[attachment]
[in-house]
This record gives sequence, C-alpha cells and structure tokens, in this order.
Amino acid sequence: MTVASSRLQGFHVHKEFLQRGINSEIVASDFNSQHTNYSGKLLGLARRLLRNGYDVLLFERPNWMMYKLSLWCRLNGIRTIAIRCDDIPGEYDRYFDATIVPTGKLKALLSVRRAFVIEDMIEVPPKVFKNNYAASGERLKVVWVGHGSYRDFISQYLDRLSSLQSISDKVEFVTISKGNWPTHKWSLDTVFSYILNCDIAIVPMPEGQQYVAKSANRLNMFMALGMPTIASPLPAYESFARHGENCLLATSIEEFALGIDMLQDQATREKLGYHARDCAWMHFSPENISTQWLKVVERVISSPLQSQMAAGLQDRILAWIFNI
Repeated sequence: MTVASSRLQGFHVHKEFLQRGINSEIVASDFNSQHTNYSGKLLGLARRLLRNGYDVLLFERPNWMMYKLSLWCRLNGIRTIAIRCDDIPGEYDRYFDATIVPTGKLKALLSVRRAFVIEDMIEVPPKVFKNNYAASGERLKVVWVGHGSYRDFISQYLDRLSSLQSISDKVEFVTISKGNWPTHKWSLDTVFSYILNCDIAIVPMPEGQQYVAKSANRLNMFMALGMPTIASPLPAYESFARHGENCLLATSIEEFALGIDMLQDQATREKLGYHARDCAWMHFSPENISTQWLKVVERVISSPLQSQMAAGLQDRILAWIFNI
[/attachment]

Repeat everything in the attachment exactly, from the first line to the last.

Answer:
[in-house]
This record gives sequence, C-alpha cells and structure tokens, in this order.
Amino acid sequence: MTVASSRLQGFHVHKEFLQRGINSEIVASDFNSQHTNYSGKLLGLARRLLRNGYDVLLFERPNWMMYKLSLWCRLNGIRTIAIRCDDIPGEYDRYFDATIVPTGKLKALLSVRRAFVIEDMIEVPPKVFKNNYAASGERLKVVWVGHGSYRDFISQYLDRLSSLQSISDKVEFVTISKGNWPTHKWSLDTVFSYILNCDIAIVPMPEGQQYVAKSANRLNMFMALGMPTIASPLPAYESFARHGENCLLATSIEEFALGIDMLQDQATREKLGYHARDCAWMHFSPENISTQWLKVVERVISSPLQSQMAAGLQDRILAWIFNI
Repeated sequence: MTVASSRLQGFHVHKEFLQRGINSEIVASDFNSQHTNYSGKLLGLARRLLRNGYDVLLFERPNWMMYKLSLWCRLNGIRTIAIRCDDIPGEYDRYFDATIVPTGKLKALLSVRRAFVIEDMIEVPPKVFKNNYAASGERLKVVWVGHGSYRDFISQYLDRLSSLQSISDKVEFVTISKGNWPTHKWSLDTVFSYILNCDIAIVPMPEGQQYVAKSANRLNMFMALGMPTIASPLPAYESFARHGENCLLATSIEEFALGIDMLQDQATREKLGYHARDCAWMHFSPENISTQWLKVVERVISSPLQSQMAAGLQDRILAWIFNI